Human heart pattern began in lungfish
Brazilian scientists solve a mystery of physiology by tracing it back to its source. Andrew Jenner reports.
Did you know that your heart speeds up when you inhale and slows down again when you breathe out? If not, you’ve got a good excuse – it’s one of the many processes that your autonomous nervous system runs quietly in the background.
Scientists have long observed this phenomenon, known as respiratory sinus arrhythmia (RSA), in mammals, but they’ve struggled to explain exactly what it does.
Now, a research team in Brazil studying the South American lungfish (Lepidosiren paradoxa) has reframed that debate in several ways.
In a paper published in the journal Science Advances, the scientists document RSA in the species – the first time the mechanism has been found in a non-mammal. In addition, they have been able to clearly reveal its function.
“We verified that this mechanism in the South American lungfish is critical to improving gas exchange,” says co-author Cleo Leite, from Brazil’s Federal University of Sao Carlos. “Its respiration is more efficient because of this regulatory mechanism.”
Sometimes referred to as “living fossils,” lungfish are primitive members of the branch of the evolutionary tree in which lungs first appeared.
By carefully measuring the heartbeat and respiration of some test-subject fish in the laboratory, researchers found that they maximise oxygen uptake in their lungs by modulating their heart rate. This led Leite and his co-authors to suggest that RSA is vestigial trait in mammals that has no significant physiological function. They conclude that “highly evolved control systems can have primitive roots.”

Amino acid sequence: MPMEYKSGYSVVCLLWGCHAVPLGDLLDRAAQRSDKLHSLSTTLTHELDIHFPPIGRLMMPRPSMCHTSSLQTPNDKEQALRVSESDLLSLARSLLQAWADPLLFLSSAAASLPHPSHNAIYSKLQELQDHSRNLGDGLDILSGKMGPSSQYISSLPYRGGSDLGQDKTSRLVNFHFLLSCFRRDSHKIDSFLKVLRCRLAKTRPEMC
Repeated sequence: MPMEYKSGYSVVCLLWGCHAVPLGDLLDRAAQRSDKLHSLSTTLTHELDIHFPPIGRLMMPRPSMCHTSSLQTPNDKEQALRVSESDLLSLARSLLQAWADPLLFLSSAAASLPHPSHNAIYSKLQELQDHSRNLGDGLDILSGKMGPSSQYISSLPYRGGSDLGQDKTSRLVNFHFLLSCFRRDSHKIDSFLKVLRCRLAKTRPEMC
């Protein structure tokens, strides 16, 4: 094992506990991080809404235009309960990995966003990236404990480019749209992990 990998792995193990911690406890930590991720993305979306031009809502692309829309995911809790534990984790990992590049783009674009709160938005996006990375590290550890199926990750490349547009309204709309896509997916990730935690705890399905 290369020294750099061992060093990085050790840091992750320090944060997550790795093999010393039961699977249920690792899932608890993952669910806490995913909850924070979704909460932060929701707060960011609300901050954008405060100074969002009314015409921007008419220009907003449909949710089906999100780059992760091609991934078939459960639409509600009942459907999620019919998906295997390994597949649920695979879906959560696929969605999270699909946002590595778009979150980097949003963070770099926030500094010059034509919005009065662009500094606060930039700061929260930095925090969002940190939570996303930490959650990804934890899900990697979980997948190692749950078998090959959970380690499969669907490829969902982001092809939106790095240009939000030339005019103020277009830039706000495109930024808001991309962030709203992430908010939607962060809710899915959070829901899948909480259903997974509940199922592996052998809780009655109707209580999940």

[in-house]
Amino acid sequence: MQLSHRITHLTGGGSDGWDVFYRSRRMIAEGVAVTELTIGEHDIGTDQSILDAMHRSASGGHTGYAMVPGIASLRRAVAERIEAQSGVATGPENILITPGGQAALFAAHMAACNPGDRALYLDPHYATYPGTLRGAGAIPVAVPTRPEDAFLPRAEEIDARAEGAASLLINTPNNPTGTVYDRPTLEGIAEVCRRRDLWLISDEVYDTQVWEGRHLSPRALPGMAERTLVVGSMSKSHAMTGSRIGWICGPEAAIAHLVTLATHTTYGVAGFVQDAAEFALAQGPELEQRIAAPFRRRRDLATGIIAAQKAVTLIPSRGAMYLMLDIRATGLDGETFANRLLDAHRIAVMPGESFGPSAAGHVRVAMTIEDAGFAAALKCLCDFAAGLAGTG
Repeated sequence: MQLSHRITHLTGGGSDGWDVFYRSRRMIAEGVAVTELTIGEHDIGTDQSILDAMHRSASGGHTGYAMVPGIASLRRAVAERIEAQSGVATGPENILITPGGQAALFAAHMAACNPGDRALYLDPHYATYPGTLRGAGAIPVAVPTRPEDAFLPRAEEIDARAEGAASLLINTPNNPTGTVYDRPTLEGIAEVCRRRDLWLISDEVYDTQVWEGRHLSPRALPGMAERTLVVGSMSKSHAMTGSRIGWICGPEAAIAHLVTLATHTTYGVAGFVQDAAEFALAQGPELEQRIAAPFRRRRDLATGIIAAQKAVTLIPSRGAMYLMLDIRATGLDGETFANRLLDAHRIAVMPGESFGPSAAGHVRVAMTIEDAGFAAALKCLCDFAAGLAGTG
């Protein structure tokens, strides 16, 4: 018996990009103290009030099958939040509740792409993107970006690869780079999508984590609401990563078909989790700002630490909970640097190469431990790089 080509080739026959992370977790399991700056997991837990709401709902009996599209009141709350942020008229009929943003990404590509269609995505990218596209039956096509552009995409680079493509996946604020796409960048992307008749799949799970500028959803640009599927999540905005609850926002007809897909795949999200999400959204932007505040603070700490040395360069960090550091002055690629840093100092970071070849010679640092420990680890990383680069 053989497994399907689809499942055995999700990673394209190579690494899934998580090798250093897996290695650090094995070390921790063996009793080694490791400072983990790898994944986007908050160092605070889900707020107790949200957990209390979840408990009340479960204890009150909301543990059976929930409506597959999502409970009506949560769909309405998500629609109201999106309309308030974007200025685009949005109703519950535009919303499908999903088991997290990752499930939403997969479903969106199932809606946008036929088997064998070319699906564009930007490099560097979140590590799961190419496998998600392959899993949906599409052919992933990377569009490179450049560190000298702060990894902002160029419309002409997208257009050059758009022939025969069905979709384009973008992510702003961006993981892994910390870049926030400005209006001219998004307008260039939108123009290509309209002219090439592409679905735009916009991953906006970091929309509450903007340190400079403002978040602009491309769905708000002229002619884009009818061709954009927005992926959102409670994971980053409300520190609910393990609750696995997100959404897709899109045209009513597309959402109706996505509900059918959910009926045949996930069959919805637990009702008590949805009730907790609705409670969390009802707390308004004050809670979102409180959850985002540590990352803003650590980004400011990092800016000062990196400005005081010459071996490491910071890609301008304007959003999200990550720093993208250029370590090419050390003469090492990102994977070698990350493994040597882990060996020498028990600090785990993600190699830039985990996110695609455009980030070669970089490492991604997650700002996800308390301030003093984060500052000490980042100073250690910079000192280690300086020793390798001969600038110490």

“They show very clearly that RSA is present and strong in this species,” said Robin McAllen of the University of Melbourne, Australia, who was not involved in the study. While RSA doesn’t play as significant a role in optimising mammalian respiration, McAllen points out that it nevertheless does reduce the workload on an animal’s heart – a fact that could also explain why we’ve hung on to it ever since it debuted in the lungfish.
For his part, Leite hopes the study will help dismantle the idea that Homo sapiens represents the pinnacle of evolution, perched high above the lowly lungfish that’s been mucking around in swamps for the past few hundred million years.
“It isn’t correct, this kind of anthropocentric thinking that believes evolution has gone on all this time to culminate in human beings, and that human beings are are the most perfect animals of all,” he said. “Unfortunately, some scientists hold this view.”